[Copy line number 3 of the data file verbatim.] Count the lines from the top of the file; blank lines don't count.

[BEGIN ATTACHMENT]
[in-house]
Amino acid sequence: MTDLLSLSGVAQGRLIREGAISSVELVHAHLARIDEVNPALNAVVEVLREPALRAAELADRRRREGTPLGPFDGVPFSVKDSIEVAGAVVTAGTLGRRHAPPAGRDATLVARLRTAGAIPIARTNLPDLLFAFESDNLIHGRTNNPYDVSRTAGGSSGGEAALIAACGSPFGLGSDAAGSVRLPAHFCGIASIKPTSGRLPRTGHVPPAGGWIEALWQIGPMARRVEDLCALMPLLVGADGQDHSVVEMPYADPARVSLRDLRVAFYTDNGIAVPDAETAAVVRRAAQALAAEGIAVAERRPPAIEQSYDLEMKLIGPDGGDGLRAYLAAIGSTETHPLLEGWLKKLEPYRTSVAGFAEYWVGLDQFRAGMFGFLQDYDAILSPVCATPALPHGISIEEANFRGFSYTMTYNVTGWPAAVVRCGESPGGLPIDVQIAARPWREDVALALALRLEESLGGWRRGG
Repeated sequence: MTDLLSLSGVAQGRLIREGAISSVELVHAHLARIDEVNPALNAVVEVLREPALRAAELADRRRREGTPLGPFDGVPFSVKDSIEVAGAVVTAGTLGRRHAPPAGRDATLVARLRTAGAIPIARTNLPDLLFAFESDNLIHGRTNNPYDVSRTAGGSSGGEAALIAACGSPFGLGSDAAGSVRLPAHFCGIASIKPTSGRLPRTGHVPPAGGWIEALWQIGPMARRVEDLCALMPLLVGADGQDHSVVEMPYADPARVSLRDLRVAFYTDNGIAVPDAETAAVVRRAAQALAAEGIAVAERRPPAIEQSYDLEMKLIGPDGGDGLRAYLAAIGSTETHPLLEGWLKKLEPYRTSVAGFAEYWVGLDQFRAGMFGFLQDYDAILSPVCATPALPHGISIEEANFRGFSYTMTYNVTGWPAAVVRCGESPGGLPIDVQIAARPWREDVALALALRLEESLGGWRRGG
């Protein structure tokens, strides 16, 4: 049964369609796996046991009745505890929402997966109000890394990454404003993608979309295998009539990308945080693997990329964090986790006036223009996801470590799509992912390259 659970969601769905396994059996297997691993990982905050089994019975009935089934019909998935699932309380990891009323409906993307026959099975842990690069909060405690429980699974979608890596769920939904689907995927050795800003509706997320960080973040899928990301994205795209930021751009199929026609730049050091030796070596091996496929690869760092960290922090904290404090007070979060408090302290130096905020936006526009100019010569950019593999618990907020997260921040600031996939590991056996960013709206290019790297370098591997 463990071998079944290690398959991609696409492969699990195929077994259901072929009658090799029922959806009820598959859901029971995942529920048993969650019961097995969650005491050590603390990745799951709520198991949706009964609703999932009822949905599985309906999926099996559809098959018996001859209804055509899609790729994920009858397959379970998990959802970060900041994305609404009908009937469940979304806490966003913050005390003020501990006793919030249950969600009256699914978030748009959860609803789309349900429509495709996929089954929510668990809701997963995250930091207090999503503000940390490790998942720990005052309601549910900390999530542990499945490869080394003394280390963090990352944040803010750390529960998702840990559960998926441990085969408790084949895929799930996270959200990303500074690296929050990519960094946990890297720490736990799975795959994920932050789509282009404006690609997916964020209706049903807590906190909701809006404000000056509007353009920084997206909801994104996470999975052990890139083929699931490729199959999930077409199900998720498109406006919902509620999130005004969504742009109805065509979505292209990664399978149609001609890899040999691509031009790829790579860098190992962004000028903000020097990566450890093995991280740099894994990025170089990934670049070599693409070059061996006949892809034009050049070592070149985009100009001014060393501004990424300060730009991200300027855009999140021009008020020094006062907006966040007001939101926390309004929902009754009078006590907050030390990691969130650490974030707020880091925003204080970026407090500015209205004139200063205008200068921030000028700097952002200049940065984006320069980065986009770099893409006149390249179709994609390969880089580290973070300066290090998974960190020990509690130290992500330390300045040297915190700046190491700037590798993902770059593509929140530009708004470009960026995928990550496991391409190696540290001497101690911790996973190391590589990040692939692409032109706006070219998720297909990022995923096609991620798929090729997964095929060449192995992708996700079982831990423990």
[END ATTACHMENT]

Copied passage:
Repeated sequence: MTDLLSLSGVAQGRLIREGAISSVELVHAHLARIDEVNPALNAVVEVLREPALRAAELADRRRREGTPLGPFDGVPFSVKDSIEVAGAVVTAGTLGRRHAPPAGRDATLVARLRTAGAIPIARTNLPDLLFAFESDNLIHGRTNNPYDVSRTAGGSSGGEAALIAACGSPFGLGSDAAGSVRLPAHFCGIASIKPTSGRLPRTGHVPPAGGWIEALWQIGPMARRVEDLCALMPLLVGADGQDHSVVEMPYADPARVSLRDLRVAFYTDNGIAVPDAETAAVVRRAAQALAAEGIAVAERRPPAIEQSYDLEMKLIGPDGGDGLRAYLAAIGSTETHPLLEGWLKKLEPYRTSVAGFAEYWVGLDQFRAGMFGFLQDYDAILSPVCATPALPHGISIEEANFRGFSYTMTYNVTGWPAAVVRCGESPGGLPIDVQIAARPWREDVALALALRLEESLGGWRRGG